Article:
Monthly Archives: January 2012

Keeping an Eye Out

There is something eye-like about this cyclopean porthole that draws our own eyes to it – we stare, it stares back – as if the house were wearing a monocle. Yet, it’s not easy to see. In fact, you have to be walking past a certain downtown church, and gaze across its parking lot, because this place can best be seen from the lot; the house hovers above it, and just beyond it, separated by a tiny street. There is a sense of unreality about it, as if it were one of the trompe l’oeil murals that are painted over old building walls.

Not exactly the rose window at Chartres Cathedral, but similar, at least in scale, this circular light is the dominating feature of a renovation made to the back of a mid-1800s rowhouse. The entire building was converted from one- to four-family in 1951, creating a separate unit in the rear of the building which architect John C. Kohlhas, in the late 1980s, altered from one story to two – presumably adding the window at that time. The structure sticks out like a lighthouse, or like a castle tower sitting high on a hill, overlooking its domain … which happens to be churchgoers’ cars.

It is graphic, planar, vectored: the deck above with horizontal railing, the slashing angles, the notches. The roof lines seem to be at opposite angles to the railing but the rail almost seems to hold the pieced house together, finding a balance, a rhythm. It’s a lesson in geometry. Much of the hipness, besides the design in general, is that it didn’t have to be done – there was no need to have made a huge porthole at the back of a house, in a location where very few people would see it. It is gratuitous, it is eccentric. It is cockeyed. And it is appreciated.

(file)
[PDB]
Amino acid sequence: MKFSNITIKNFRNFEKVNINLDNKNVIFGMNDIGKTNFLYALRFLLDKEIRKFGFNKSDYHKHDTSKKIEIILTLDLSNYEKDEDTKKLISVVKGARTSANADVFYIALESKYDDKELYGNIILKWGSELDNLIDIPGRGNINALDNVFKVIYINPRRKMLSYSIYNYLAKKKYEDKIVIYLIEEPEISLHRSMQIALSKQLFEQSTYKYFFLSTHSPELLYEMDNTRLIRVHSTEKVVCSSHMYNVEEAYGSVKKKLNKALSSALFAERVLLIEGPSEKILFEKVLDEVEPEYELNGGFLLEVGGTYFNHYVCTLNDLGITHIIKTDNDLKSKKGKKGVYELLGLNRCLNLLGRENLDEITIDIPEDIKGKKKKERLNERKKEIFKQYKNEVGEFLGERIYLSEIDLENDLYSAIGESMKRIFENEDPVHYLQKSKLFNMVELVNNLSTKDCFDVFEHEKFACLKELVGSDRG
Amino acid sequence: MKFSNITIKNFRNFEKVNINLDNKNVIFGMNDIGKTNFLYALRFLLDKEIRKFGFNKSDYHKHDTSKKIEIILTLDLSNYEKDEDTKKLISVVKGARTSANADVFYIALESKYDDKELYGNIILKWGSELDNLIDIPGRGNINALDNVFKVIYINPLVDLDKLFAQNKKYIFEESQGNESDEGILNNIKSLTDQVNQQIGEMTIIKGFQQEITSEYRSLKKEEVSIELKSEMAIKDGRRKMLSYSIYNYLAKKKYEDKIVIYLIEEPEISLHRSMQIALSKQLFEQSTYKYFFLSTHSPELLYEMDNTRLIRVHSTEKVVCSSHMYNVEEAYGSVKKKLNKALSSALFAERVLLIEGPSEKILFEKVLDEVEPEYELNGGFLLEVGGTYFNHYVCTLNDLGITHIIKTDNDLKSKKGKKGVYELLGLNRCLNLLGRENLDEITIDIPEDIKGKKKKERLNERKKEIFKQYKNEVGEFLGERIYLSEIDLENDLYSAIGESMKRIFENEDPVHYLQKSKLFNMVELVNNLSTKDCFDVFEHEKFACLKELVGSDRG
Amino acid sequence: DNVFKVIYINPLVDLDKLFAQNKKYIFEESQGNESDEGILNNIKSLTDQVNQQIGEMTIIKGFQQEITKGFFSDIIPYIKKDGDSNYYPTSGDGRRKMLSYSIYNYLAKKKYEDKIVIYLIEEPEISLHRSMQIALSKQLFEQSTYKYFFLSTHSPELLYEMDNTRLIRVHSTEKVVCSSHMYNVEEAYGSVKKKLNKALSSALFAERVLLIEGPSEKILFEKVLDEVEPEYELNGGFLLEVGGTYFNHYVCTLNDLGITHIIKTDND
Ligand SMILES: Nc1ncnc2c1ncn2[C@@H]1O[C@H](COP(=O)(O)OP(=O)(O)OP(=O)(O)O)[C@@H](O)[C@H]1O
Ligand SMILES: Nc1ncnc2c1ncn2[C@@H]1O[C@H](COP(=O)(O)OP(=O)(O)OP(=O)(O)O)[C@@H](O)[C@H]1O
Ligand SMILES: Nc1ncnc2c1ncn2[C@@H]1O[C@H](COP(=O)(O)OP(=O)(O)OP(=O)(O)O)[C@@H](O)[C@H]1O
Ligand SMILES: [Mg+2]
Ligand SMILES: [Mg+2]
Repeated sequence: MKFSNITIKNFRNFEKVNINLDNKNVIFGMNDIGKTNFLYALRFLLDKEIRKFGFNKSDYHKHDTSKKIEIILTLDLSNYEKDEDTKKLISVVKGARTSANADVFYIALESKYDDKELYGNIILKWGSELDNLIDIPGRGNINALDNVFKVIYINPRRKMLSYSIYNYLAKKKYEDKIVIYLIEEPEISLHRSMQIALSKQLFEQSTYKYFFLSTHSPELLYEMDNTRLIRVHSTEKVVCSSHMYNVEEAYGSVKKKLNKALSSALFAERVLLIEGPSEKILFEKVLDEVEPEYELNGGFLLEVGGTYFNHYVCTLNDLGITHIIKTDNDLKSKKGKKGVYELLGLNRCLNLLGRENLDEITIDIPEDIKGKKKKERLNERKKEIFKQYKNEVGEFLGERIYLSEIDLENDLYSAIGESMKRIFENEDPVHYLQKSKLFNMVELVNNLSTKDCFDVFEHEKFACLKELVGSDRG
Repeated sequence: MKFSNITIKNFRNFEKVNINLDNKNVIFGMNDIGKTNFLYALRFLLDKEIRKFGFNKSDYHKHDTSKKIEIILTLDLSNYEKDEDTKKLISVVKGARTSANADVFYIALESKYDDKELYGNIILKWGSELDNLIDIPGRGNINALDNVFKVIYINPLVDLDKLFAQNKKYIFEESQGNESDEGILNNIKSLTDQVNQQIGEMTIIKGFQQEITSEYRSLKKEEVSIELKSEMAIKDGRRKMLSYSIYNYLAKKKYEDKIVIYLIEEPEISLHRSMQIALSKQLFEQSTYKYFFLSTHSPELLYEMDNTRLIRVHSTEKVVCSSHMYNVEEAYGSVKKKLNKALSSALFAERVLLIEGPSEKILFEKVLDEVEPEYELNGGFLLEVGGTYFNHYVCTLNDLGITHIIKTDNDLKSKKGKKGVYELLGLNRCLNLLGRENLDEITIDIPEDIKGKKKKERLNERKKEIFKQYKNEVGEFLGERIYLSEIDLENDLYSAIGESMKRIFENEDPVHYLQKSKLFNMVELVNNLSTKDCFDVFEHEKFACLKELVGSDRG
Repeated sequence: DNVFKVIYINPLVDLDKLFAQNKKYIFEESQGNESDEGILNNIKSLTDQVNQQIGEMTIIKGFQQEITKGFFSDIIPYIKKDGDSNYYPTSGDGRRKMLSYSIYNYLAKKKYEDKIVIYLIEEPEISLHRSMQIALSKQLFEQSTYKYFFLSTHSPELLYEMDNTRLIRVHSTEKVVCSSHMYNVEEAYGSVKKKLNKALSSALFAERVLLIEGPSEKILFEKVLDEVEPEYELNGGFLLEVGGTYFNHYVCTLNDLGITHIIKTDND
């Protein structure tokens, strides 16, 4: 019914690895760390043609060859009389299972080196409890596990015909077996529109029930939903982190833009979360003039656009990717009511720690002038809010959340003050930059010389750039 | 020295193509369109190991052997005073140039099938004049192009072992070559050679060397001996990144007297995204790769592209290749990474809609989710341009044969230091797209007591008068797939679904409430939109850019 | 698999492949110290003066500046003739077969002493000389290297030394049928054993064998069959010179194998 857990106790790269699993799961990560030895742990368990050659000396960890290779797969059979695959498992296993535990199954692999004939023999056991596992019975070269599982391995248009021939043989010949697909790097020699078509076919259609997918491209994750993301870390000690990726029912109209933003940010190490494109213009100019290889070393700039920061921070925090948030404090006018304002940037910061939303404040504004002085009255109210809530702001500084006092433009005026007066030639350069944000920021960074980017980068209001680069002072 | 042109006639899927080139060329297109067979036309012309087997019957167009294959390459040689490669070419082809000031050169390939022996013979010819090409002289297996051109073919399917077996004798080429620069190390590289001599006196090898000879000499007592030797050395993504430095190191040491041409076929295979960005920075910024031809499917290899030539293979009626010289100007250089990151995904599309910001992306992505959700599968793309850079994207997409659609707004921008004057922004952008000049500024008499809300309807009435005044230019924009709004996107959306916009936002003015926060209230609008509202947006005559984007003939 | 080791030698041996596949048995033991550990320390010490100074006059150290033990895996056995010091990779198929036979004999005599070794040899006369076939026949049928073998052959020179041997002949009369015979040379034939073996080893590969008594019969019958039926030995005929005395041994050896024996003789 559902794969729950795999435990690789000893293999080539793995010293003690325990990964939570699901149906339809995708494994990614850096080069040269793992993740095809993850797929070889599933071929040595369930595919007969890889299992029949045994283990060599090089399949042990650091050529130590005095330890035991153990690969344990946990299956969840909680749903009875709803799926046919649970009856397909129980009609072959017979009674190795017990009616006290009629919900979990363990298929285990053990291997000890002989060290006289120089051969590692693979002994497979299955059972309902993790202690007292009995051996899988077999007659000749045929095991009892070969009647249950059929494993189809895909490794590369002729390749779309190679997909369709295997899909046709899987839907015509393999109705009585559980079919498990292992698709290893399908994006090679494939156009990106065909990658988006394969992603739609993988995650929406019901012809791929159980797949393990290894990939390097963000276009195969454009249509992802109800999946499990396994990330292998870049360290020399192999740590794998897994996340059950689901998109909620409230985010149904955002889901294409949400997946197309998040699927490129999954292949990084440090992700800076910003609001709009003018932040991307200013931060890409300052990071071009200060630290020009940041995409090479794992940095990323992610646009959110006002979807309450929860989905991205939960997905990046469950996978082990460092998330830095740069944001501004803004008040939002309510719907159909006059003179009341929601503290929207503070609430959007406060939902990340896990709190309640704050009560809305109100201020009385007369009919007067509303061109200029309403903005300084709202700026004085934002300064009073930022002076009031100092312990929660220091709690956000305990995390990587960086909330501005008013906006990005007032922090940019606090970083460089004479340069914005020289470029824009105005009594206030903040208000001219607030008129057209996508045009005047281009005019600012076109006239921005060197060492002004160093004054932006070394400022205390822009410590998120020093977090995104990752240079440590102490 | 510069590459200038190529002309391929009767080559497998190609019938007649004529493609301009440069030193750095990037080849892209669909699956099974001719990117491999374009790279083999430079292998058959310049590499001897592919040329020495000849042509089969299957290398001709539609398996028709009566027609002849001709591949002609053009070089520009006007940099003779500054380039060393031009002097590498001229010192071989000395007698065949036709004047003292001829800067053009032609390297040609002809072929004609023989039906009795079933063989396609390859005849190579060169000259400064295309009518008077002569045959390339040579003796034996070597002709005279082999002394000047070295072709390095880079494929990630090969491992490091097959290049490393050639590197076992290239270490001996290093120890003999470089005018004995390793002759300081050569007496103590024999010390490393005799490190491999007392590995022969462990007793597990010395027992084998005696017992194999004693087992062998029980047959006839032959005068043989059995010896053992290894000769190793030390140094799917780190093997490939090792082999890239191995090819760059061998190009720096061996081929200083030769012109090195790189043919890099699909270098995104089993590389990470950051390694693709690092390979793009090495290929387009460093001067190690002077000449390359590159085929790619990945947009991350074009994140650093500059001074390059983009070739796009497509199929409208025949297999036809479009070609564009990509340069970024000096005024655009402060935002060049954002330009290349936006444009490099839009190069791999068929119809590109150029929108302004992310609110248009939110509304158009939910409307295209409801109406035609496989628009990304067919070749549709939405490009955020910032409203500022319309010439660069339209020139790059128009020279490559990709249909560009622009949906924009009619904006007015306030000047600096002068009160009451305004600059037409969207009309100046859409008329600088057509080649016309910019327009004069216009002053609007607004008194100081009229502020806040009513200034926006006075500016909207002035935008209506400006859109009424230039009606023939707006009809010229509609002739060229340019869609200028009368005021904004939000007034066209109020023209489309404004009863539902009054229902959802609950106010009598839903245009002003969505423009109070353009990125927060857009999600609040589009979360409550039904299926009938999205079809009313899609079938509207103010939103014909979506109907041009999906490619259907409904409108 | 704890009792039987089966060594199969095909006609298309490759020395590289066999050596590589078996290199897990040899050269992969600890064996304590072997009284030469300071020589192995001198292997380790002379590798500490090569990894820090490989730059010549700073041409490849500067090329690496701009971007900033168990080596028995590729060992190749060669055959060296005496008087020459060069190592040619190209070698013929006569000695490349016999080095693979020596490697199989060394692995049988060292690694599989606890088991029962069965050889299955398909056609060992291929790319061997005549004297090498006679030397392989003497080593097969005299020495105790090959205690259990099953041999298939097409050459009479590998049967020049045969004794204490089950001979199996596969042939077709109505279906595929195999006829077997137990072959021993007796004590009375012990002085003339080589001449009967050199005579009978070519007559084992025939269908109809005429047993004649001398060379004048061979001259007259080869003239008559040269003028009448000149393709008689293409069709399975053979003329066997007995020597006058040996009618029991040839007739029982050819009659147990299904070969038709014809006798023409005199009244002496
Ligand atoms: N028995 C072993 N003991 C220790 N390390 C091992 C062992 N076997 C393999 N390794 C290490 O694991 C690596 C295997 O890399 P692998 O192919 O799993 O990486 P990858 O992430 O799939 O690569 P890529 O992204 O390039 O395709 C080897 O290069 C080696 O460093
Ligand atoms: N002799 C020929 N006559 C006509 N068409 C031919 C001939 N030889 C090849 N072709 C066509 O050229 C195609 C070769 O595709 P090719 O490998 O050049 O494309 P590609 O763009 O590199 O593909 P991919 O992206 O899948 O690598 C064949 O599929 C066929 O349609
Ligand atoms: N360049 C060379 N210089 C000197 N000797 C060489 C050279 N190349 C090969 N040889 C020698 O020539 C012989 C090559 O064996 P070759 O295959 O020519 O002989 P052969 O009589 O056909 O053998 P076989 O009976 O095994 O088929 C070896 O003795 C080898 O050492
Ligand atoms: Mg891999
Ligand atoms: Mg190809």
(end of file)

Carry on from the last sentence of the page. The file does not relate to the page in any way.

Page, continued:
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Greek-out

Somewhere along the way this typical, circa 1810 three-story brick vernacular rowhouse became a pocket postmodern-ish Parthenon, transformed by a shorthand or CliffsNotes version of Classical motifs. With a tongue-in-cheek playfulness, the elements adorning the building are architecturally and culturally familiar ones – the Aegean blue and white motif that recalls not just Greece but Greek restaurants and takeout coffee cups, the octagonal transom window, the entablature’s cornice supported by a chorus line of miniature Doric columns, the referential touches of faux pediments above the second-story windows. Meanwhile, there’s something vaguely nautical about the place, and fittingly so, it being close to the river; it even resembles somebody’s idea of what the stateside office of a Greek shipping line would have looked like maybe a century ago. It is cleverly composed with symbolism from a Mediterranean culture that gave us our western architectural style.

Whatever, it’s a Greek Revival style of a very unusual sort, and a unique and welcome vision of someone’s imaginative and yearning mind. New owners have since broken the spell by whitewashing out its color-scheme. But as captured here, it is a Trojan Horse of a different color.

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